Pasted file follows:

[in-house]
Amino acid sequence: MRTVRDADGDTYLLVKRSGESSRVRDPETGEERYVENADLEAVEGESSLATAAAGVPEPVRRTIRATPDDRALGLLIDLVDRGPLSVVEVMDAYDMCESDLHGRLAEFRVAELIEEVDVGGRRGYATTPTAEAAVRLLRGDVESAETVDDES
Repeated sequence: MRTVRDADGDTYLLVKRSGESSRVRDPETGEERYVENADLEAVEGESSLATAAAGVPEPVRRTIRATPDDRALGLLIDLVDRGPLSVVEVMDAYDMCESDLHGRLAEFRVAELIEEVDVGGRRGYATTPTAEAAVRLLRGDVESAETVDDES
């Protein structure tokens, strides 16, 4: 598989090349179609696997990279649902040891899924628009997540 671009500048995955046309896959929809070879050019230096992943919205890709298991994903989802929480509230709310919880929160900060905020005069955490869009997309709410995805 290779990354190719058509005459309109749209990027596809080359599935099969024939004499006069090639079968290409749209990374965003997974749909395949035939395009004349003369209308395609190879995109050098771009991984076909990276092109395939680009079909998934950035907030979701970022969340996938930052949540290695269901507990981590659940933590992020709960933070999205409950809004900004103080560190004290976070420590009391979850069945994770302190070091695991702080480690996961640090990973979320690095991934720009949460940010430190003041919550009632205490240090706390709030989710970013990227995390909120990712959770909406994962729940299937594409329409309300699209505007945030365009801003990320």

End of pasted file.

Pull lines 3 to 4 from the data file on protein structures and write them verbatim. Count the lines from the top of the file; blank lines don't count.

Repeated sequence: MRTVRDADGDTYLLVKRSGESSRVRDPETGEERYVENADLEAVEGESSLATAAAGVPEPVRRTIRATPDDRALGLLIDLVDRGPLSVVEVMDAYDMCESDLHGRLAEFRVAELIEEVDVGGRRGYATTPTAEAAVRLLRGDVESAETVDDES
């Protein structure tokens, strides 16, 4: 598989090349179609696997990279649902040891899924628009997540 671009500048995955046309896959929809070879050019230096992943919205890709298991994903989802929480509230709310919880929160900060905020005069955490869009997309709410995805 290779990354190719058509005459309109749209990027596809080359599935099969024939004499006069090639079968290409749209990374965003997974749909395949035939395009004349003369209308395609190879995109050098771009991984076909990276092109395939680009079909998934950035907030979701970022969340996938930052949540290695269901507990981590659940933590992020709960933070999205409950809004900004103080560190004290976070420590009391979850069945994770302190070091695991702080480690996961640090990973979320690095991934720009949460940010430190003041919550009632205490240090706390709030989710970013990227995390909120990712959770909406994962729940299937594409329409309300699209505007945030365009801003990320």